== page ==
Rhizome contributor Orit Gat was invited to speak at Frieze Art Fair earlier this month. Audio from the panel, "Attention! Criticism and its Distractions," organized by Brian Dillon, is now available to download on the Frieze Foundation website.
Much of the panel's discussion refers to the essay Gat wrote for Rhizome last spring, "Screen. Image. Text":
The generations to come of age in the days of digital publishing and reading on screens have a much more complicated relationship with images. The human eye-brain system is capable of reading a large number of high quality images in a matter of split seconds, and this, alongside the hand-eye coordination—think about the pleasure of a touch screen versus inky newspaper pages—is rapidly developing to mirror our changing habits of consuming information. So much so that the contemporary heightened sensitivity to the way we read images can lead to an ability to, at times, ignore the quality of the images when inserted into a text, the way our brain glides over a typo in the flow of reading. The way we read images online is only one thing these magazines deal with in the process of publishing, but it is surely an element that dictates a large portion of the reading experience of these publications.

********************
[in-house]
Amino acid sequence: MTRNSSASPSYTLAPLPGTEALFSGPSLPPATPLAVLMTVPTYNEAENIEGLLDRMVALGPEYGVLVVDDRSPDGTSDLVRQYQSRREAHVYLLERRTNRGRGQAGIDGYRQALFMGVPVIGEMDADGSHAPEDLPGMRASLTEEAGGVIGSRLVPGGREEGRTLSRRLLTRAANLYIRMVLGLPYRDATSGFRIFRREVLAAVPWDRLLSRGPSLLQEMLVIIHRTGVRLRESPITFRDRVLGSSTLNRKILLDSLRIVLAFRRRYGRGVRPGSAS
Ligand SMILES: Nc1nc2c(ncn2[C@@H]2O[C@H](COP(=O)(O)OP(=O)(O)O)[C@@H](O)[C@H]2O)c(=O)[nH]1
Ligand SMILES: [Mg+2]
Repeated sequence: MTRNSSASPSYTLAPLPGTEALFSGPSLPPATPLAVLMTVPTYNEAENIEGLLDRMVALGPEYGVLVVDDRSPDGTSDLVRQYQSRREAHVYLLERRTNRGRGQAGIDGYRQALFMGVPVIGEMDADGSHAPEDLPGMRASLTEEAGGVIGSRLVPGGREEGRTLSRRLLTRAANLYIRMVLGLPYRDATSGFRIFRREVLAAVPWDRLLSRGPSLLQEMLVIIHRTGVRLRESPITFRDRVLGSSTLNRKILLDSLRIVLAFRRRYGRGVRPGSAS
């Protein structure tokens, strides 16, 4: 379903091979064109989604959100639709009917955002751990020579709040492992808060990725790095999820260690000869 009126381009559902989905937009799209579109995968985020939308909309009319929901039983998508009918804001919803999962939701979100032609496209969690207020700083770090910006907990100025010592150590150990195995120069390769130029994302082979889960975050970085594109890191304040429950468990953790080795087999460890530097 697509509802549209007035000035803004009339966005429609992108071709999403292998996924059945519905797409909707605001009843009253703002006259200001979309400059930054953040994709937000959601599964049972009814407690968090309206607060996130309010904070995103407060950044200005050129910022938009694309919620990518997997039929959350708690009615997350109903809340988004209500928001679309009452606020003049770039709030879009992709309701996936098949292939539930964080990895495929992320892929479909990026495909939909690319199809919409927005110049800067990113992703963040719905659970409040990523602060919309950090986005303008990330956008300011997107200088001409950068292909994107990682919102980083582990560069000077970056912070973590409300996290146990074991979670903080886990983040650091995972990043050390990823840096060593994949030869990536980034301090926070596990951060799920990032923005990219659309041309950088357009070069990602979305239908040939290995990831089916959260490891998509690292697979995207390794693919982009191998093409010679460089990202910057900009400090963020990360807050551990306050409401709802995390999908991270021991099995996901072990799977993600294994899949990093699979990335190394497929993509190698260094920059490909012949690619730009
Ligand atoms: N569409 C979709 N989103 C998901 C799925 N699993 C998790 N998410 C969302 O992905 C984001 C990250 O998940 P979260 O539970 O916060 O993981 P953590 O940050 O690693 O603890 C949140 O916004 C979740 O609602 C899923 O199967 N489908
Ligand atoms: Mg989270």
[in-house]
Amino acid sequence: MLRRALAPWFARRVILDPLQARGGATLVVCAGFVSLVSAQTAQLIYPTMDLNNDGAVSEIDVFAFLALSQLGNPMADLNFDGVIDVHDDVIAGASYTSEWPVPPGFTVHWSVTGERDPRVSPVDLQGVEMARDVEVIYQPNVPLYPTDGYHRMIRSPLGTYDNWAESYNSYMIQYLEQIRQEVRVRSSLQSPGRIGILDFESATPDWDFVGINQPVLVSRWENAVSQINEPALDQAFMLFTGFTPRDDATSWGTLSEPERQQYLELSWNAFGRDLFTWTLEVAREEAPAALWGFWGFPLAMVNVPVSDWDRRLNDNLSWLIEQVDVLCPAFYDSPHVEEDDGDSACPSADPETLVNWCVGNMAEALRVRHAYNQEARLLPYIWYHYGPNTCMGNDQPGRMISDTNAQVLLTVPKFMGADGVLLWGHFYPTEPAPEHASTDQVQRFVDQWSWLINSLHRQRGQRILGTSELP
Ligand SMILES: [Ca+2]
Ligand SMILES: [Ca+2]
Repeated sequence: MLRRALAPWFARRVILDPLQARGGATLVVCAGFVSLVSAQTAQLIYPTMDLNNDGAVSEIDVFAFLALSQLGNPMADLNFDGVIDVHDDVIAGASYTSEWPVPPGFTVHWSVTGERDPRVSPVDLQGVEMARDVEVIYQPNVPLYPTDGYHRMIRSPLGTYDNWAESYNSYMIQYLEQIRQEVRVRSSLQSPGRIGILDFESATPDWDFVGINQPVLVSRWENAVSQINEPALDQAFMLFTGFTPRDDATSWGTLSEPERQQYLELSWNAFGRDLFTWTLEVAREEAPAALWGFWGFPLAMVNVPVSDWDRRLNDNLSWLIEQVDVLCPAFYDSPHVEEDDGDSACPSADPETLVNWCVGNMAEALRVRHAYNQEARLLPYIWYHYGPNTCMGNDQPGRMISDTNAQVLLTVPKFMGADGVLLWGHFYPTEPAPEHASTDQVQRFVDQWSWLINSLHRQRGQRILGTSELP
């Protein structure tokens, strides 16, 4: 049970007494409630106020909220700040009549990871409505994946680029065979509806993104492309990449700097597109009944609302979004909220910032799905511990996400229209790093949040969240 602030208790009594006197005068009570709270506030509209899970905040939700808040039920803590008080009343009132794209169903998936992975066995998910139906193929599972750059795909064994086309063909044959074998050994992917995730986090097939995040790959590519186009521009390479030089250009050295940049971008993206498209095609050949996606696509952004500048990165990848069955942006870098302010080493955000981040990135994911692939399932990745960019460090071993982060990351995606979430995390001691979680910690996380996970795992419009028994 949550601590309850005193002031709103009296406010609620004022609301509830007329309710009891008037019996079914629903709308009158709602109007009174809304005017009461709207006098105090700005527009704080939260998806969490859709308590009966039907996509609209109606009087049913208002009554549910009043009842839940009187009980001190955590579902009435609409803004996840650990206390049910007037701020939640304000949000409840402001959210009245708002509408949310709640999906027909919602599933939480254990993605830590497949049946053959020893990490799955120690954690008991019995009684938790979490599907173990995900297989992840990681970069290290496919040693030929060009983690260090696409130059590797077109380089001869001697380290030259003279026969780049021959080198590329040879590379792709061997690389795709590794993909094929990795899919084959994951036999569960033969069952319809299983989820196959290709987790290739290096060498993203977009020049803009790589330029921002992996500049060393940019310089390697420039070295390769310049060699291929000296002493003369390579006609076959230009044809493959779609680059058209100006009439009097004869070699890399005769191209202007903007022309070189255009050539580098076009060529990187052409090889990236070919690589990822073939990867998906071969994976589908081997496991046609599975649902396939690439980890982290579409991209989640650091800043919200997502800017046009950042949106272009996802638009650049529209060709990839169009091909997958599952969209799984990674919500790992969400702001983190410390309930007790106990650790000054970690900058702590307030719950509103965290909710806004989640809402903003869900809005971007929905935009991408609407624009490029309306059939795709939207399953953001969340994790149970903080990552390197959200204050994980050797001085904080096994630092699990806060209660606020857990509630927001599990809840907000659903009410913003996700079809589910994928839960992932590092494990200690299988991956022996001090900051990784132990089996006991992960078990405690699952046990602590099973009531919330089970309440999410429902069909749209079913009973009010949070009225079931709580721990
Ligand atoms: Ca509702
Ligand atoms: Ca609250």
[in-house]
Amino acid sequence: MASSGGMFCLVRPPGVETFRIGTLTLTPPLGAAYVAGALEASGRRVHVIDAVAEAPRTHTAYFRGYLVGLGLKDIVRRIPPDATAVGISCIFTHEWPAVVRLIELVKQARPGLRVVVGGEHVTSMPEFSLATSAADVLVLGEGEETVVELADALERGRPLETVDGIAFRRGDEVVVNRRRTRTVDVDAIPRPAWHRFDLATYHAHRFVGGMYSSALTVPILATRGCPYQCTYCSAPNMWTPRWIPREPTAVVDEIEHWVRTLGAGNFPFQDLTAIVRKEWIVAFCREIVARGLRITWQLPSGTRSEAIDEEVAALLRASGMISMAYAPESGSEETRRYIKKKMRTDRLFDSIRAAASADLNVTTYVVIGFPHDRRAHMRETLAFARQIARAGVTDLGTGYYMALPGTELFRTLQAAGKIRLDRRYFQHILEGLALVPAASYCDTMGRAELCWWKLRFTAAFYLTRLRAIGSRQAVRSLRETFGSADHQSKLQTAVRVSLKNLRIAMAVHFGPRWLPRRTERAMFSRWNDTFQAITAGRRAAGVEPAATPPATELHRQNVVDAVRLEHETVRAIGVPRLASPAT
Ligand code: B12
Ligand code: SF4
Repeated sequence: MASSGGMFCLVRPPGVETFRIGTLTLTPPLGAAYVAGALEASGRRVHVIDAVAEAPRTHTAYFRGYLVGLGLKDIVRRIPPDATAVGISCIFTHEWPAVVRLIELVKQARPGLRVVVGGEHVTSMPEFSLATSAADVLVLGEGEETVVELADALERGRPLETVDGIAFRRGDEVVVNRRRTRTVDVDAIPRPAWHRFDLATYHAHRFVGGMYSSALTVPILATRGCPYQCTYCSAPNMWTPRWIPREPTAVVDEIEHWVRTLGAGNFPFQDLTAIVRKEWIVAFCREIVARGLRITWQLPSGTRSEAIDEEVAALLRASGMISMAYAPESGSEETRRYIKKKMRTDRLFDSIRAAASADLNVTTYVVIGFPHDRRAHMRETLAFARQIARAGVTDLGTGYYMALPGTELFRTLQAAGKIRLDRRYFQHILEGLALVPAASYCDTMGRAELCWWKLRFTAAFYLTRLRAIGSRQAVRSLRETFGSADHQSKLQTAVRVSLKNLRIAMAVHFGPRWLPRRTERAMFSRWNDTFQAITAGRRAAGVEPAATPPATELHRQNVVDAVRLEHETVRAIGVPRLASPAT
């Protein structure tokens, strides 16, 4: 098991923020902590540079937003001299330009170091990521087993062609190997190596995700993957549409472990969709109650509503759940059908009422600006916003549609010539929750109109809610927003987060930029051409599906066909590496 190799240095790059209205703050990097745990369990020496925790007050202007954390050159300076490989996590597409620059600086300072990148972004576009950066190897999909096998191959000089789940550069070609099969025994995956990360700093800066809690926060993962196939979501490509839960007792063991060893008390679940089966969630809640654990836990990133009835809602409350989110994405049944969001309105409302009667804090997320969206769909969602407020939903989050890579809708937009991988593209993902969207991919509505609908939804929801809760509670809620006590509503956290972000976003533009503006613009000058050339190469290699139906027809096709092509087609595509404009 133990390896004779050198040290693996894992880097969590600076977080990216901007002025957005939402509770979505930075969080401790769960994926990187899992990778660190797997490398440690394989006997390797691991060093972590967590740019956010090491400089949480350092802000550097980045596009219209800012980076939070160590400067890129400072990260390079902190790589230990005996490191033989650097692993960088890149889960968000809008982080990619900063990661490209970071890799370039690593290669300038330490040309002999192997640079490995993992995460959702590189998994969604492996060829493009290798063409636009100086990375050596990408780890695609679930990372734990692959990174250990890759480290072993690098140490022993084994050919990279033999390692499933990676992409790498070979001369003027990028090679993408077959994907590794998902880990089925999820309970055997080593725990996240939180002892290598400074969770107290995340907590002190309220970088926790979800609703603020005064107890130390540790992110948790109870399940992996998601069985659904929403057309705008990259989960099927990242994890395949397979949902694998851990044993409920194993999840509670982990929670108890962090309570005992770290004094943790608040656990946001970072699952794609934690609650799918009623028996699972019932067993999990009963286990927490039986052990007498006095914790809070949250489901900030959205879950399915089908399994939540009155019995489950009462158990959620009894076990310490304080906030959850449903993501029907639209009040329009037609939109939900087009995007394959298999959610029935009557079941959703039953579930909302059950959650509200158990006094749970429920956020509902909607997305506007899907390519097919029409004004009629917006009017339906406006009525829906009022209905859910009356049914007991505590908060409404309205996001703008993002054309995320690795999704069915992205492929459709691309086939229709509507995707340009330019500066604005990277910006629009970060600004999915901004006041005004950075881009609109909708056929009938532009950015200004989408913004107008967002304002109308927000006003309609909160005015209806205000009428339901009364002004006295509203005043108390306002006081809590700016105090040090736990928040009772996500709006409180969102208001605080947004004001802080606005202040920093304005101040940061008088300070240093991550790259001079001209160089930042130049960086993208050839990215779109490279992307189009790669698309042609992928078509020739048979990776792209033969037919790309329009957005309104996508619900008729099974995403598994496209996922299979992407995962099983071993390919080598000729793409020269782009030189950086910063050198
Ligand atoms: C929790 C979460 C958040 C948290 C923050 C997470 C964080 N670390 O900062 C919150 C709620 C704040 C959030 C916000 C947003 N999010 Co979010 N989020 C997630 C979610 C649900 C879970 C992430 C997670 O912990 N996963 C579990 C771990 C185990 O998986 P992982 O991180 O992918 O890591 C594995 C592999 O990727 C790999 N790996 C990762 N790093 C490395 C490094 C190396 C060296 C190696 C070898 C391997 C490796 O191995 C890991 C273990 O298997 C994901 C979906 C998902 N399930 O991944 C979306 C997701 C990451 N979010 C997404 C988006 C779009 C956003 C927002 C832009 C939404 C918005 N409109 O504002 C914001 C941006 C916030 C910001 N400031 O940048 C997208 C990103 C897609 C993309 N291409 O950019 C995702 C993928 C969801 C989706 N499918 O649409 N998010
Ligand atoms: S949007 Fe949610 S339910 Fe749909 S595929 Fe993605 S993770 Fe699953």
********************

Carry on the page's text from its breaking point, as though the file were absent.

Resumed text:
The first issue of the Illustrated London News (1842)
The endless discussions on the future of print bring up the contemporary fluency with images on a regular basis. Aside from the fact that digital publishing is often cheaper and always easier to disseminate, many consider the role of the image in digital publishing to be a key aspect in the contemporary experience of reading. The benefits of handheld devices are considered time and again, especially in relation to embedding a variety of image formats: slideshows, moving images, animated GIFs, and so forth. A number of start-ups like Flyp bring screen-based reading beyond the initial technology, and enhanced e-books are quite widely considered to be the next major option offered by electronic reading devices.